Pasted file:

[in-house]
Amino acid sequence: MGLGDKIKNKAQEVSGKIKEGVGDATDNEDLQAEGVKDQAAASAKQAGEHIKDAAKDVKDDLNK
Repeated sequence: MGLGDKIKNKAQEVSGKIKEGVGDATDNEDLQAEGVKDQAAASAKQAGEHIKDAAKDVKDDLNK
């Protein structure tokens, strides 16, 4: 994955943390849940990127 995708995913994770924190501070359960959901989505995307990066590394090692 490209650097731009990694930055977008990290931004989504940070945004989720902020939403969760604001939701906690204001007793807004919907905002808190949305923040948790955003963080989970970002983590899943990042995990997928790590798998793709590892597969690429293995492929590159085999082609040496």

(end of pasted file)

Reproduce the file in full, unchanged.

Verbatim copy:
[in-house]
Amino acid sequence: MGLGDKIKNKAQEVSGKIKEGVGDATDNEDLQAEGVKDQAAASAKQAGEHIKDAAKDVKDDLNK
Repeated sequence: MGLGDKIKNKAQEVSGKIKEGVGDATDNEDLQAEGVKDQAAASAKQAGEHIKDAAKDVKDDLNK
């Protein structure tokens, strides 16, 4: 994955943390849940990127 995708995913994770924190501070359960959901989505995307990066590394090692 490209650097731009990694930055977008990290931004989504940070945004989720902020939403969760604001939701906690204001007793807004919907905002808190949305923040948790955003963080989970970002983590899943990042995990997928790590798998793709590892597969690429293995492929590159085999082609040496």